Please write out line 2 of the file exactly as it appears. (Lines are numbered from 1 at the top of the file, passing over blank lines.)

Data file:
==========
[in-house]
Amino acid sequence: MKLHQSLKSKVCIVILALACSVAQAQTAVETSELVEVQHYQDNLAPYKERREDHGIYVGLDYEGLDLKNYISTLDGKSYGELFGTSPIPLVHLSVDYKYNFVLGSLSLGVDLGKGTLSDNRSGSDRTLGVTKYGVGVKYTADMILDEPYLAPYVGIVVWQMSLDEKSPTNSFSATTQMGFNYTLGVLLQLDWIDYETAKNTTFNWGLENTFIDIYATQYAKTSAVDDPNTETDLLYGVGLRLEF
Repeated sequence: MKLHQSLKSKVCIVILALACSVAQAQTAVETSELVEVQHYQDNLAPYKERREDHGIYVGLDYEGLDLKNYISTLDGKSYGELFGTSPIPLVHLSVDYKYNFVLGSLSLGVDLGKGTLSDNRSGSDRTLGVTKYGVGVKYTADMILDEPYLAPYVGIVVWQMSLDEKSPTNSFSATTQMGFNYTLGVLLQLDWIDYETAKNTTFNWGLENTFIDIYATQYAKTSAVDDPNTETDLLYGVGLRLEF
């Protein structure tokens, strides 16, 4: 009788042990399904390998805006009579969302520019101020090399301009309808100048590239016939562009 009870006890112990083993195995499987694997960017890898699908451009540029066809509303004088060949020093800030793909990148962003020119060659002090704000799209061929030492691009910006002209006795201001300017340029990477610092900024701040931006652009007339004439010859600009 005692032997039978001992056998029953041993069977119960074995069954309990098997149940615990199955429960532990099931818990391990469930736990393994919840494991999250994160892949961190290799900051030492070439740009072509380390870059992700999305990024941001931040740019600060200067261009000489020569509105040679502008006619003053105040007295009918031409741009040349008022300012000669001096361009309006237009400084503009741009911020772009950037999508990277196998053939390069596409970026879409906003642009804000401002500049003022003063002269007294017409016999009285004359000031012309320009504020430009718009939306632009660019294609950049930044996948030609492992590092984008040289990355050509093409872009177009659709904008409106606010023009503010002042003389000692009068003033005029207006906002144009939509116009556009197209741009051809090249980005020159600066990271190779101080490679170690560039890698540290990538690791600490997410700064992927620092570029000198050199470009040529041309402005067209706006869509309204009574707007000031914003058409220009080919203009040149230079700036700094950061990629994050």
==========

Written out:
Amino acid sequence: MKLHQSLKSKVCIVILALACSVAQAQTAVETSELVEVQHYQDNLAPYKERREDHGIYVGLDYEGLDLKNYISTLDGKSYGELFGTSPIPLVHLSVDYKYNFVLGSLSLGVDLGKGTLSDNRSGSDRTLGVTKYGVGVKYTADMILDEPYLAPYVGIVVWQMSLDEKSPTNSFSATTQMGFNYTLGVLLQLDWIDYETAKNTTFNWGLENTFIDIYATQYAKTSAVDDPNTETDLLYGVGLRLEF